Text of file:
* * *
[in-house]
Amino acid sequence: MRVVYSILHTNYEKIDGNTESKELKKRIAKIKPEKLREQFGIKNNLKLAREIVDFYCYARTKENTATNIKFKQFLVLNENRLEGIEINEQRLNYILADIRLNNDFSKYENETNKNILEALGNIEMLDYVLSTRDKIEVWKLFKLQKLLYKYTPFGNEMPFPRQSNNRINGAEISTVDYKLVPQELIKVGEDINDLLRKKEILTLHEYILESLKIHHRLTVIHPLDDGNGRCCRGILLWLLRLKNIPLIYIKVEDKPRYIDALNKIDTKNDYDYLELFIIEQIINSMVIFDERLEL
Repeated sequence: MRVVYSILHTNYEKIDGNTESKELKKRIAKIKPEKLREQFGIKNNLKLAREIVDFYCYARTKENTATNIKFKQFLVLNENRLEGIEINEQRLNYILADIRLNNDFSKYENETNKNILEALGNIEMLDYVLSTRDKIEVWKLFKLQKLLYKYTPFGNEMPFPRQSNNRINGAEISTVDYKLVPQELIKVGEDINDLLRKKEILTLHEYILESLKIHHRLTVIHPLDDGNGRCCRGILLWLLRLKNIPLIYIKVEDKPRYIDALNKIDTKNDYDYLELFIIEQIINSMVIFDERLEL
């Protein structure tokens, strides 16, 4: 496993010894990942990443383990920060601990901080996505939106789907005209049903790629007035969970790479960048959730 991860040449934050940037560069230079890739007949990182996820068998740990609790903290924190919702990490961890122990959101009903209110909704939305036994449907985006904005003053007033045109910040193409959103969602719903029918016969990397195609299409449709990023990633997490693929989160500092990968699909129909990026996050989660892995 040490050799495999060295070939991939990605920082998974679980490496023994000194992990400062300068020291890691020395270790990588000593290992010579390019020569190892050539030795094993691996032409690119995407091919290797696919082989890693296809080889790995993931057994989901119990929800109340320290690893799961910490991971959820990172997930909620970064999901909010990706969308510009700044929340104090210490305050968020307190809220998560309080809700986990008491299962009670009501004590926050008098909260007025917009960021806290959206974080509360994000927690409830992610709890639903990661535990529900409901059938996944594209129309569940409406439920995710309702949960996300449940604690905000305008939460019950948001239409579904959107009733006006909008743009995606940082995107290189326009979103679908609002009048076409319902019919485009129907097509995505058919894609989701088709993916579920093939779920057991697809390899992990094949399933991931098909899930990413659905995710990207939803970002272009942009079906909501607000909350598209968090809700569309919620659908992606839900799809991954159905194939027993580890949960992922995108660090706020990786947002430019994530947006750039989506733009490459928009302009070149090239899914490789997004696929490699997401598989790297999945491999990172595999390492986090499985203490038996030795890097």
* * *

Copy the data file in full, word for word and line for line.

[in-house]
Amino acid sequence: MRVVYSILHTNYEKIDGNTESKELKKRIAKIKPEKLREQFGIKNNLKLAREIVDFYCYARTKENTATNIKFKQFLVLNENRLEGIEINEQRLNYILADIRLNNDFSKYENETNKNILEALGNIEMLDYVLSTRDKIEVWKLFKLQKLLYKYTPFGNEMPFPRQSNNRINGAEISTVDYKLVPQELIKVGEDINDLLRKKEILTLHEYILESLKIHHRLTVIHPLDDGNGRCCRGILLWLLRLKNIPLIYIKVEDKPRYIDALNKIDTKNDYDYLELFIIEQIINSMVIFDERLEL
Repeated sequence: MRVVYSILHTNYEKIDGNTESKELKKRIAKIKPEKLREQFGIKNNLKLAREIVDFYCYARTKENTATNIKFKQFLVLNENRLEGIEINEQRLNYILADIRLNNDFSKYENETNKNILEALGNIEMLDYVLSTRDKIEVWKLFKLQKLLYKYTPFGNEMPFPRQSNNRINGAEISTVDYKLVPQELIKVGEDINDLLRKKEILTLHEYILESLKIHHRLTVIHPLDDGNGRCCRGILLWLLRLKNIPLIYIKVEDKPRYIDALNKIDTKNDYDYLELFIIEQIINSMVIFDERLEL
């Protein structure tokens, strides 16, 4: 496993010894990942990443383990920060601990901080996505939106789907005209049903790629007035969970790479960048959730 991860040449934050940037560069230079890739007949990182996820068998740990609790903290924190919702990490961890122990959101009903209110909704939305036994449907985006904005003053007033045109910040193409959103969602719903029918016969990397195609299409449709990023990633997490693929989160500092990968699909129909990026996050989660892995 040490050799495999060295070939991939990605920082998974679980490496023994000194992990400062300068020291890691020395270790990588000593290992010579390019020569190892050539030795094993691996032409690119995407091919290797696919082989890693296809080889790995993931057994989901119990929800109340320290690893799961910490991971959820990172997930909620970064999901909010990706969308510009700044929340104090210490305050968020307190809220998560309080809700986990008491299962009670009501004590926050008098909260007025917009960021806290959206974080509360994000927690409830992610709890639903990661535990529900409901059938996944594209129309569940409406439920995710309702949960996300449940604690905000305008939460019950948001239409579904959107009733006006909008743009995606940082995107290189326009979103679908609002009048076409319902019919485009129907097509995505058919894609989701088709993916579920093939779920057991697809390899992990094949399933991931098909899930990413659905995710990207939803970002272009942009079906909501607000909350598209968090809700569309919620659908992606839900799809991954159905194939027993580890949960992922995108660090706020990786947002430019994530947006750039989506733009490459928009302009070149090239899914490789997004696929490699997401598989790297999945491999990172595999390492986090499985203490038996030795890097």